I am not always a great person to be with. I’m often irritable. I cry for hours and can’t explain why. I’m needy, then distant, then needy again. I sleep a lot and skip the fun stuff to take care of my brain. And even if you love me really hard and do everything right, I still might be miserable. Which must be frustrating. I self-harm. I attempt suicide, I take overdoses. I drink when I shouldn’t.
People who love people with mental health issues are not heroes. They are not deserving of trophies just for acknowledging that mental illness does not define a person. People with mental health issues are not burdens who should be grateful to be with whoever they can get.
People who love people with mental health issues are not heroes, but they do deserve a moment of serious appreciation Because loving someone with a mental illness can be tough.
Love is about understanding, so it’s tough when it involves mental illness – which defies understanding, logic, or reason. Love is about compromise, so it’s tricky when mental illness is stubborn, when it takes the person you love and won’t let go no matter what you do. Love is being there even when the person you love lashes out, or can’t talk because they’re crying too hard, or can’t tell you what’s wrong.
People in relationships with people with mental illness are patient. They’re supportive. They stick around and do all the little things that help to keep you sane – from stroking your back when you’re having a panic to making sure you take your meds. That’s not to say that people who date people with mental illness are saints. They can still be stroppy. They’ve got their own needs. Relationships aren’t built on a poorly person and someone taking care of them – you have to look after each other.
I’m just saying that I recognise that dating someone with a mental illness can be really, really difficult – and I don’t think the other halves of relationships impacted by mental illness get enough credit. And that’s harder when often, mental health issues make partners feel unappreciated and unheard.
When my anxiety is at its worst, I’m a terrible listener. My partner will be telling me about their day, and my head will be on a constant stream of all the things that could go wrong tomorrow.
What they see as a romantic candlelit dinner, I see as a panic-inducing fire risk.
What they think of as a surprise plan puts me on edge, snatching away the comfort of routines, schedules, and hours of rehearsal in my head.
I get paranoid. I’ll worry they’re dead if they don’t message me back for a while, I’ll convince myself they hate me because their response was a little short, I often need reassurance that yes, everything’s okay, don’t worry, stay calm. That has to be pretty hard to deal with. But what’s harder is the realisation that they can’t magically make me happy. Watching your partner sobbing is difficult, but it’s even worse when there’s no reason and no way to fix things. It’s hard to feel like your partner’s happy in relationship when they’re hurting, when their brain stops them from being able to feel and express excitement, happiness, pure joy. It’s horrible to see your partner thinking all the worst things about themselves, unable to see all the brilliant things you see.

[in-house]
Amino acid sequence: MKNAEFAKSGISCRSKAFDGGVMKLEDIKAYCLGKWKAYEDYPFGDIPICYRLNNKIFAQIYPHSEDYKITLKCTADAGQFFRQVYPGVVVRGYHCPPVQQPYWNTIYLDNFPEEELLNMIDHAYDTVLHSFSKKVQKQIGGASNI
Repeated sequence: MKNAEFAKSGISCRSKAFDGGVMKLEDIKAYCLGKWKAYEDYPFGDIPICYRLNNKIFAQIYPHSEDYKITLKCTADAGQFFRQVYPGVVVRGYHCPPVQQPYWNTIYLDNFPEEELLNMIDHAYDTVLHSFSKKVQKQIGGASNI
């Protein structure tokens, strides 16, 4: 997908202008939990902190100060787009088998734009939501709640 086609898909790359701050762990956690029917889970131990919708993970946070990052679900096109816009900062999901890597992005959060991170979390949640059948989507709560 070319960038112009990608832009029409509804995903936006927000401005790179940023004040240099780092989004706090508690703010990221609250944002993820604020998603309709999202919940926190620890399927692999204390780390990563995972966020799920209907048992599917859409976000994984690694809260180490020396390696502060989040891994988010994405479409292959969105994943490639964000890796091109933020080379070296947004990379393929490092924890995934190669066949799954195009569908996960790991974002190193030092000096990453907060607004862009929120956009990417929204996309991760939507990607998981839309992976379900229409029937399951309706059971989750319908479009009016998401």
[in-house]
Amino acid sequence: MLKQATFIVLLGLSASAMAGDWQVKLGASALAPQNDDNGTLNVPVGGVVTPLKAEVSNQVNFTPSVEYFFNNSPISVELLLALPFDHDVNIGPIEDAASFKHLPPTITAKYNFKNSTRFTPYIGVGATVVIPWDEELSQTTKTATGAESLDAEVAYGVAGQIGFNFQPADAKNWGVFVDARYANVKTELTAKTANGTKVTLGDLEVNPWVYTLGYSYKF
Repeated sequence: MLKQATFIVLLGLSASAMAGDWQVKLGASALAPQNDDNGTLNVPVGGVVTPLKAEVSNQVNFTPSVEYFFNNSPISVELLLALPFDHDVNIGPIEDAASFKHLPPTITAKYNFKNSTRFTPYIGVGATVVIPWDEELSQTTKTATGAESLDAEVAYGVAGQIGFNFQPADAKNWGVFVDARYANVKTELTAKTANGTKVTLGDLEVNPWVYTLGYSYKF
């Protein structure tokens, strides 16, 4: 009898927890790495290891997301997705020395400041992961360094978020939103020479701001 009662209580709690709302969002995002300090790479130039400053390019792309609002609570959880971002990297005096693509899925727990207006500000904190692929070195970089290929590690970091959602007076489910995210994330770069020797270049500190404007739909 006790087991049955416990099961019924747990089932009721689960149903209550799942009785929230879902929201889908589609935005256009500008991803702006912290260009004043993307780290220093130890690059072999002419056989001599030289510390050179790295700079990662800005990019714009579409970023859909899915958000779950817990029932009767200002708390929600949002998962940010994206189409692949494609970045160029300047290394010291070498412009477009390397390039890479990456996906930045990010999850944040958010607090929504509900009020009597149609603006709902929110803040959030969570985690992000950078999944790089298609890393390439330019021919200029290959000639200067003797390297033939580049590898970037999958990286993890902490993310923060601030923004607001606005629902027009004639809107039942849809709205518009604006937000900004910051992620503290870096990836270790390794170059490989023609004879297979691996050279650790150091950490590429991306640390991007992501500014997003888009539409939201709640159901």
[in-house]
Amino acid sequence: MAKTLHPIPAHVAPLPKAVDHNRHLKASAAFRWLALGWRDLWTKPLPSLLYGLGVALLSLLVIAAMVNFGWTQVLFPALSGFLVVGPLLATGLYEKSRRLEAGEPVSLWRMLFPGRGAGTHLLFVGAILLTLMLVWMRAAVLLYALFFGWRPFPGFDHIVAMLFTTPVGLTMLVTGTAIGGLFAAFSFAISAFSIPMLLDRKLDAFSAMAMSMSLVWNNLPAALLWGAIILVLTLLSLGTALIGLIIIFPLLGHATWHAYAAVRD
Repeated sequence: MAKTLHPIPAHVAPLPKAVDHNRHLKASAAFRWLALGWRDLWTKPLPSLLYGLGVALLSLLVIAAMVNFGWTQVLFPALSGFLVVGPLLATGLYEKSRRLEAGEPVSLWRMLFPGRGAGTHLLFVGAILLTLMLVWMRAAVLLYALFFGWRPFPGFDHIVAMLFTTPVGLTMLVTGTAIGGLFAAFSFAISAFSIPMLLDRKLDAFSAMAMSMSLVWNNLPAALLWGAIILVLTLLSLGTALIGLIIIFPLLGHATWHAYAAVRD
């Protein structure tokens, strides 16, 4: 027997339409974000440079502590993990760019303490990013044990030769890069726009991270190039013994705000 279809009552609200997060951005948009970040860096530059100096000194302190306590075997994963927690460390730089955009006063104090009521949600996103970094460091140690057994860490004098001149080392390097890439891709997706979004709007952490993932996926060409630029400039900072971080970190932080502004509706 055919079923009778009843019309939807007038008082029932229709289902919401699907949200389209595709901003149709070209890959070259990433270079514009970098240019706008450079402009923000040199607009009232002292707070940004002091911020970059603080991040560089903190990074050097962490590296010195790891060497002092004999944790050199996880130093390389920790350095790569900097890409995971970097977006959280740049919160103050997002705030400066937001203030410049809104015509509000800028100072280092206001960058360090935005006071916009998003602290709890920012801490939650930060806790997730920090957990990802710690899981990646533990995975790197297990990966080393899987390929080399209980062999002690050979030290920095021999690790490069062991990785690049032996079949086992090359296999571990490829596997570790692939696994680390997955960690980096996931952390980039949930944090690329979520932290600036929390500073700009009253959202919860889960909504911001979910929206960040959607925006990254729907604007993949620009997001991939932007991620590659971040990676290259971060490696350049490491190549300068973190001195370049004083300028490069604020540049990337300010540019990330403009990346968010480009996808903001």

I don’t want to be a burden, but sometimes I am. I can’t pretend that my mental illness doesn’t affect my relationship, because it does – it makes me take arguments to heart, it makes me need to leave the pub early because my obsessive brain has got stuck on one looping thought, and over, and over, and over again, it makes me shut down and push people away because depression is a selfish, possessive bugger that wants people all to itself. I can beat myself up for that (and trust me, sometimes I do), or I can shower my partner with gratitude – for all the times they hold me through the panic attacks, every time they make sure I take my medication when my brain’s telling me to self-destruct and give it up, for the way they love me and know I love them even when I shut down.
Our partners are not heroes for being with us, and my reluctance to be dependent on anyone means I’ll loudly say that we could do perfectly well without them. And we could. I can look after myself. I don’t need someone else to stay sane and content. But having someone is a nice bonus, and one I’m learning to welcome. They’re a voice that goes against the horrible one in my head that tells me I’m awful, purposeless, and unworthy of love, the person that’ll give me a nudge to do the self-care that I need to keep going, they’re my safe place when the world feels terrifying.
I don’t say it enough, but they’re brilliant. When I watch them deal with my low points, and when I see my friends organising doctors’ appointments for their partners, listening to them vent, chatting about giving them the space they need, I’m blown away. I’m so grateful that we’re reaching a point when we can openly talk about mental health at three in the morning after yet another visit to A&E for stitching from self-harm, and when mental illness isn’t a deal breaker, but an opportunity for people to step up and offer all the love and support they can.
I’m grateful for a partner that supports me when I’m low, that understands thoughts and feelings that resist understanding, and that loves me through my worst bits. They deserve celebrating, and in the moments I can show that, I’m going to make sure I do.